Indiana’s relatively low teacher pay compared to other states has dominated debate at the Statehouse over the last few years.  The state of Indiana 2020-2021 budget will provide 50% of its revenue to K-12 education (see fig 1 below).  The struggle has been getting that money into the hands of teachers.

An August 2019  report from the Indiana Fiscal Policy Institute provides that in 2018, Indiana school districts dedicated less than half their total personnel budgets to classroom teacher compensation; 53 cents of every payroll dollar went to non-teachers (or teachers serving in non-instructional roles).

  • In 2018, Indiana public school corporations spent nearly $5.46 billion on total staff salaries/benefits;
  • This reflects 80% of the state’s tuition support appropriation ($6.9 billion), which funds most operating and instructional costs;
  • Analysis of 2018 school district data by the IBRC finds $2.57 billion spent on full-time classroom teacher compensation;
  • Indiana public school corporations dedicate 47% of their total labor costs to full-time teachers, while public charters spend roughly 57% of total compensation on teachers.

What’s the appropriate role for the state?  Teacher compensation is set by individual school corporations through local collective bargaining agreements; should the state take a more active role in setting salary schedules or earmarking aid for pay increases? Or should the control be left on a local level?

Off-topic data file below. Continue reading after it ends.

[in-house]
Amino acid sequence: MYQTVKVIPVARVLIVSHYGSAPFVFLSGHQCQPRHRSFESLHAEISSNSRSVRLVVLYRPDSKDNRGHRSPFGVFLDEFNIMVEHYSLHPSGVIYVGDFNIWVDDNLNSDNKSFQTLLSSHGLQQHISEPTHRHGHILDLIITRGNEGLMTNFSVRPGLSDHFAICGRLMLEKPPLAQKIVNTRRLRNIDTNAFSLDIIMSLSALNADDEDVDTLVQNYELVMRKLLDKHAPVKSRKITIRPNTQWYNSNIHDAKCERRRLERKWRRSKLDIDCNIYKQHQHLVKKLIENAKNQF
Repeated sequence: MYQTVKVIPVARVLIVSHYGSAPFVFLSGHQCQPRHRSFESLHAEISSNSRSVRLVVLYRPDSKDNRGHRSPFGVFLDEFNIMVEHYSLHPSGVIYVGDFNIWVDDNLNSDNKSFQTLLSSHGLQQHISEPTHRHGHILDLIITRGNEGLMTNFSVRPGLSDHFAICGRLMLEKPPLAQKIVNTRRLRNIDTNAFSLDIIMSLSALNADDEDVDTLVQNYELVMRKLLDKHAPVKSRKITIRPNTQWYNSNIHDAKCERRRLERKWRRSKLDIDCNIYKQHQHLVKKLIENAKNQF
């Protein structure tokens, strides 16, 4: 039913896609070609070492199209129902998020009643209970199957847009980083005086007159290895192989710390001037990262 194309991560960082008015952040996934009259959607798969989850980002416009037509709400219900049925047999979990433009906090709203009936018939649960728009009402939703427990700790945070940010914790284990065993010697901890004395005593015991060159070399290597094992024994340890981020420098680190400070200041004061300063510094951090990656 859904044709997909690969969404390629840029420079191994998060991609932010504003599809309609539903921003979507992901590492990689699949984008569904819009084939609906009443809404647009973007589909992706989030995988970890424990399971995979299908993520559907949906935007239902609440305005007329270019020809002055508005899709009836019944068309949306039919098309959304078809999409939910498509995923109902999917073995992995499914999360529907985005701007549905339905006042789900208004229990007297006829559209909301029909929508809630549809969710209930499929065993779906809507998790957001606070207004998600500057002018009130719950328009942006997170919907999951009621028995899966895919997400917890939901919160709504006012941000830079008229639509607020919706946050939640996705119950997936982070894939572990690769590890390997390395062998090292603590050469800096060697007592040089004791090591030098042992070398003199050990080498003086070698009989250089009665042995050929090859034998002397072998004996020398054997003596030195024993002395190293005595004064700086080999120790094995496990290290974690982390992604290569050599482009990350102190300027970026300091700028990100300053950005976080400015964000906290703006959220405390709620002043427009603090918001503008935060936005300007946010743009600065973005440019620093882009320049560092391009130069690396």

I am not and have never been in favor of increased bureaucracy and the burden it places on business, education or healthcare.  While the 2020-21 budget includes significant increases to K-12 education funding, Indiana is still pursuing longer-term strategy for translating state support into competitive salaries.    Education and political leaders have to come together to agree on a coherent vision, a long term plan,  for improving school funding.

To learn more about issues such as standardized testing and charter schools please  watch the video above.


Figure 1